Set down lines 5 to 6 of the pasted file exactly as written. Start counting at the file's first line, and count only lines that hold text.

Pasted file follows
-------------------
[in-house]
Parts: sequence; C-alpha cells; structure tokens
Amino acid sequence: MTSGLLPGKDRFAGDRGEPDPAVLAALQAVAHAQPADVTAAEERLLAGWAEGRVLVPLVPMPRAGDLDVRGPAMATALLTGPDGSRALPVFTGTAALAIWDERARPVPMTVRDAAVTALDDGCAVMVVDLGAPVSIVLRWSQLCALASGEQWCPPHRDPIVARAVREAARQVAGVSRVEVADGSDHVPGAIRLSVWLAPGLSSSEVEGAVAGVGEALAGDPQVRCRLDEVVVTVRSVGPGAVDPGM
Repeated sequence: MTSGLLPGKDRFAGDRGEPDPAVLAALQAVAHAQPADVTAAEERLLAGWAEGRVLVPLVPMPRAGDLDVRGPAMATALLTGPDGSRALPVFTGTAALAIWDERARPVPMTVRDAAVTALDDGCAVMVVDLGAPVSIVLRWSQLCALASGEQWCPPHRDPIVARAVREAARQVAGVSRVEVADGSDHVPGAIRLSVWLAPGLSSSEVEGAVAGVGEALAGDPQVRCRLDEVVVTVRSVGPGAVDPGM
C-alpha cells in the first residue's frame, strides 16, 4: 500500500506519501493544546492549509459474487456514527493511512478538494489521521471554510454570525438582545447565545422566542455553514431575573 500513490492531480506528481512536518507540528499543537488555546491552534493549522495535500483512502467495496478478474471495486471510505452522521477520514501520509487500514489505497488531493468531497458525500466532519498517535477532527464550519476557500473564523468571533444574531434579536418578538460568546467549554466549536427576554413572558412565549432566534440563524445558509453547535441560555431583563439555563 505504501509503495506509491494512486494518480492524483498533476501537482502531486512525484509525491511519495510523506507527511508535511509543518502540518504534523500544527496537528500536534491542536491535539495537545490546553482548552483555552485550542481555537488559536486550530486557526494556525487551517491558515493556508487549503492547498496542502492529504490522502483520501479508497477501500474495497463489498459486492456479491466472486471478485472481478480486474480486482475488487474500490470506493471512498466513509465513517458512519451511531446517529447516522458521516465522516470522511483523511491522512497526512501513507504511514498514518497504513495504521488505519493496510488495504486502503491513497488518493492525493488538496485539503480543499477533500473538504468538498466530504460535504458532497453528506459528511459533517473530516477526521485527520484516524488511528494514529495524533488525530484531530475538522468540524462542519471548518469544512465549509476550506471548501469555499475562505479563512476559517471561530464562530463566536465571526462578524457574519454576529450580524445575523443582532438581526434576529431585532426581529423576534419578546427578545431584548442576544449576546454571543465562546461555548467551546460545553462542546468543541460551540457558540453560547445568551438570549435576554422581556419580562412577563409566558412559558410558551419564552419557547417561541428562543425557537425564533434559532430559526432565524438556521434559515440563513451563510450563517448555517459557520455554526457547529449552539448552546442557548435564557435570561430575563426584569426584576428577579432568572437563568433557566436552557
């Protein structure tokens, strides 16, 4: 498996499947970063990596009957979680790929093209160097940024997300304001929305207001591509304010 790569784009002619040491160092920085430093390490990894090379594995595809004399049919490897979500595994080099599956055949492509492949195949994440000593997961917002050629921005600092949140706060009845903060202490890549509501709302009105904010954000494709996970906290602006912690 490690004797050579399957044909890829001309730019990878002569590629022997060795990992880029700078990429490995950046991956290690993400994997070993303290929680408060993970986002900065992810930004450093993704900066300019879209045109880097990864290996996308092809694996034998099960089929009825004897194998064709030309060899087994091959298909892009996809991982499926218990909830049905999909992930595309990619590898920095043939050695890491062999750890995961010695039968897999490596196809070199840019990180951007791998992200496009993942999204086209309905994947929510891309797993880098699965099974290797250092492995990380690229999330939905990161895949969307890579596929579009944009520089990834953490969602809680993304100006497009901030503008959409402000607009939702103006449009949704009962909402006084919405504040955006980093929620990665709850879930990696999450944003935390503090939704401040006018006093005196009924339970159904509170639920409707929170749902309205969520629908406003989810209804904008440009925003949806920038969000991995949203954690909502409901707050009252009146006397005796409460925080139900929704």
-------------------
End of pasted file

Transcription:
C-alpha cells in the first residue's frame, strides 16, 4: 500500500506519501493544546492549509459474487456514527493511512478538494489521521471554510454570525438582545447565545422566542455553514431575573 500513490492531480506528481512536518507540528499543537488555546491552534493549522495535500483512502467495496478478474471495486471510505452522521477520514501520509487500514489505497488531493468531497458525500466532519498517535477532527464550519476557500473564523468571533444574531434579536418578538460568546467549554466549536427576554413572558412565549432566534440563524445558509453547535441560555431583563439555563 505504501509503495506509491494512486494518480492524483498533476501537482502531486512525484509525491511519495510523506507527511508535511509543518502540518504534523500544527496537528500536534491542536491535539495537545490546553482548552483555552485550542481555537488559536486550530486557526494556525487551517491558515493556508487549503492547498496542502492529504490522502483520501479508497477501500474495497463489498459486492456479491466472486471478485472481478480486474480486482475488487474500490470506493471512498466513509465513517458512519451511531446517529447516522458521516465522516470522511483523511491522512497526512501513507504511514498514518497504513495504521488505519493496510488495504486502503491513497488518493492525493488538496485539503480543499477533500473538504468538498466530504460535504458532497453528506459528511459533517473530516477526521485527520484516524488511528494514529495524533488525530484531530475538522468540524462542519471548518469544512465549509476550506471548501469555499475562505479563512476559517471561530464562530463566536465571526462578524457574519454576529450580524445575523443582532438581526434576529431585532426581529423576534419578546427578545431584548442576544449576546454571543465562546461555548467551546460545553462542546468543541460551540457558540453560547445568551438570549435576554422581556419580562412577563409566558412559558410558551419564552419557547417561541428562543425557537425564533434559532430559526432565524438556521434559515440563513451563510450563517448555517459557520455554526457547529449552539448552546442557548435564557435570561430575563426584569426584576428577579432568572437563568433557566436552557
């Protein structure tokens, strides 16, 4: 498996499947970063990596009957979680790929093209160097940024997300304001929305207001591509304010 790569784009002619040491160092920085430093390490990894090379594995595809004399049919490897979500595994080099599956055949492509492949195949994440000593997961917002050629921005600092949140706060009845903060202490890549509501709302009105904010954000494709996970906290602006912690 490690004797050579399957044909890829001309730019990878002569590629022997060795990992880029700078990429490995950046991956290690993400994997070993303290929680408060993970986002900065992810930004450093993704900066300019879209045109880097990864290996996308092809694996034998099960089929009825004897194998064709030309060899087994091959298909892009996809991982499926218990909830049905999909992930595309990619590898920095043939050695890491062999750890995961010695039968897999490596196809070199840019990180951007791998992200496009993942999204086209309905994947929510891309797993880098699965099974290797250092492995990380690229999330939905990161895949969307890579596929579009944009520089990834953490969602809680993304100006497009901030503008959409402000607009939702103006449009949704009962909402006084919405504040955006980093929620990665709850879930990696999450944003935390503090939704401040006018006093005196009924339970159904509170639920409707929170749902309205969520629908406003989810209804904008440009925003949806920038969000991995949203954690909502409901707050009252009146006397005796409460925080139900929704």